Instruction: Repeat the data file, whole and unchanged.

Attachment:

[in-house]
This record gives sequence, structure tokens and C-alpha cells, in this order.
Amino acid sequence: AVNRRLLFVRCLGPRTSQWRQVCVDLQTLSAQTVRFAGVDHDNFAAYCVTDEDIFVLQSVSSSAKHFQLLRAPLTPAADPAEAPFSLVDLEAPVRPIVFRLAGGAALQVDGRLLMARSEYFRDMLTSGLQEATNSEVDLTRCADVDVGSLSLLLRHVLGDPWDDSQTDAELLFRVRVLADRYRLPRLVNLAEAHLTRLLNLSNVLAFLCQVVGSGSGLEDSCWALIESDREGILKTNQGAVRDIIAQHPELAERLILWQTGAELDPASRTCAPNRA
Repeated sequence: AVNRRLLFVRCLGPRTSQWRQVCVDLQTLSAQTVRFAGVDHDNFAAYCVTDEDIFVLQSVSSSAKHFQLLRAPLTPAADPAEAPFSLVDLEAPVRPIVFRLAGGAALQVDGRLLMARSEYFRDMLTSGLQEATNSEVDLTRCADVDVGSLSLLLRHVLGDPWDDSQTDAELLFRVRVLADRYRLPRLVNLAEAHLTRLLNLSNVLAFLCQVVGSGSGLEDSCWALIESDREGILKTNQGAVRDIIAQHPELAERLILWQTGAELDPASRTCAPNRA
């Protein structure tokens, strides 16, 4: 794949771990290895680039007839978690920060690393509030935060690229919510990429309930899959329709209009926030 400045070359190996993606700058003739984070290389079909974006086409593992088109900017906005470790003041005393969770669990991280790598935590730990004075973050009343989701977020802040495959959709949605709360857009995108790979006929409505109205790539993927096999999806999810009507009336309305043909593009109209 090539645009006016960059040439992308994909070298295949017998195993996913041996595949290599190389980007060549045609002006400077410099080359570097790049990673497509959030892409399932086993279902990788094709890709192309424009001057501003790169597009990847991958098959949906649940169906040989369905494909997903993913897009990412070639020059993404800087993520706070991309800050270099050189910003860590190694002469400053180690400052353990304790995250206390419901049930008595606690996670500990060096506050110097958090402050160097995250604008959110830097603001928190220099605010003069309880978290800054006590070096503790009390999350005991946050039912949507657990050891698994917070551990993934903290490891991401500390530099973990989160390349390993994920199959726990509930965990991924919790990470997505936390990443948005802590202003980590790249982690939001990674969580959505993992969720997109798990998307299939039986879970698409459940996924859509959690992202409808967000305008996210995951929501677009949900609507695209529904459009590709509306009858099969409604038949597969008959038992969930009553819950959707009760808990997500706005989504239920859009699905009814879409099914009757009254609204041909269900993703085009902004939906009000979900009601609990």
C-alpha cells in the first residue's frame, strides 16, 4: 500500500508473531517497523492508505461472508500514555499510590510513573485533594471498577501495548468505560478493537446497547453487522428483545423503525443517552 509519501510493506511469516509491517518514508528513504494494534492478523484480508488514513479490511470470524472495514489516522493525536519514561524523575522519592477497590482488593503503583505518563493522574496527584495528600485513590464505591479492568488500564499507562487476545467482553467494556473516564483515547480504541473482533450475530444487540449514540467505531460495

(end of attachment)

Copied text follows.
[in-house]
This record gives sequence, structure tokens and C-alpha cells, in this order.
Amino acid sequence: AVNRRLLFVRCLGPRTSQWRQVCVDLQTLSAQTVRFAGVDHDNFAAYCVTDEDIFVLQSVSSSAKHFQLLRAPLTPAADPAEAPFSLVDLEAPVRPIVFRLAGGAALQVDGRLLMARSEYFRDMLTSGLQEATNSEVDLTRCADVDVGSLSLLLRHVLGDPWDDSQTDAELLFRVRVLADRYRLPRLVNLAEAHLTRLLNLSNVLAFLCQVVGSGSGLEDSCWALIESDREGILKTNQGAVRDIIAQHPELAERLILWQTGAELDPASRTCAPNRA
Repeated sequence: AVNRRLLFVRCLGPRTSQWRQVCVDLQTLSAQTVRFAGVDHDNFAAYCVTDEDIFVLQSVSSSAKHFQLLRAPLTPAADPAEAPFSLVDLEAPVRPIVFRLAGGAALQVDGRLLMARSEYFRDMLTSGLQEATNSEVDLTRCADVDVGSLSLLLRHVLGDPWDDSQTDAELLFRVRVLADRYRLPRLVNLAEAHLTRLLNLSNVLAFLCQVVGSGSGLEDSCWALIESDREGILKTNQGAVRDIIAQHPELAERLILWQTGAELDPASRTCAPNRA
């Protein structure tokens, strides 16, 4: 794949771990290895680039007839978690920060690393509030935060690229919510990429309930899959329709209009926030 400045070359190996993606700058003739984070290389079909974006086409593992088109900017906005470790003041005393969770669990991280790598935590730990004075973050009343989701977020802040495959959709949605709360857009995108790979006929409505109205790539993927096999999806999810009507009336309305043909593009109209 090539645009006016960059040439992308994909070298295949017998195993996913041996595949290599190389980007060549045609002006400077410099080359570097790049990673497509959030892409399932086993279902990788094709890709192309424009001057501003790169597009990847991958098959949906649940169906040989369905494909997903993913897009990412070639020059993404800087993520706070991309800050270099050189910003860590190694002469400053180690400052353990304790995250206390419901049930008595606690996670500990060096506050110097958090402050160097995250604008959110830097603001928190220099605010003069309880978290800054006590070096503790009390999350005991946050039912949507657990050891698994917070551990993934903290490891991401500390530099973990989160390349390993994920199959726990509930965990991924919790990470997505936390990443948005802590202003980590790249982690939001990674969580959505993992969720997109798990998307299939039986879970698409459940996924859509959690992202409808967000305008996210995951929501677009949900609507695209529904459009590709509306009858099969409604038949597969008959038992969930009553819950959707009760808990997500706005989504239920859009699905009814879409099914009757009254609204041909269900993703085009902004939906009000979900009601609990």
C-alpha cells in the first residue's frame, strides 16, 4: 500500500508473531517497523492508505461472508500514555499510590510513573485533594471498577501495548468505560478493537446497547453487522428483545423503525443517552 509519501510493506511469516509491517518514508528513504494494534492478523484480508488514513479490511470470524472495514489516522493525536519514561524523575522519592477497590482488593503503583505518563493522574496527584495528600485513590464505591479492568488500564499507562487476545467482553467494556473516564483515547480504541473482533450475530444487540449514540467505531460495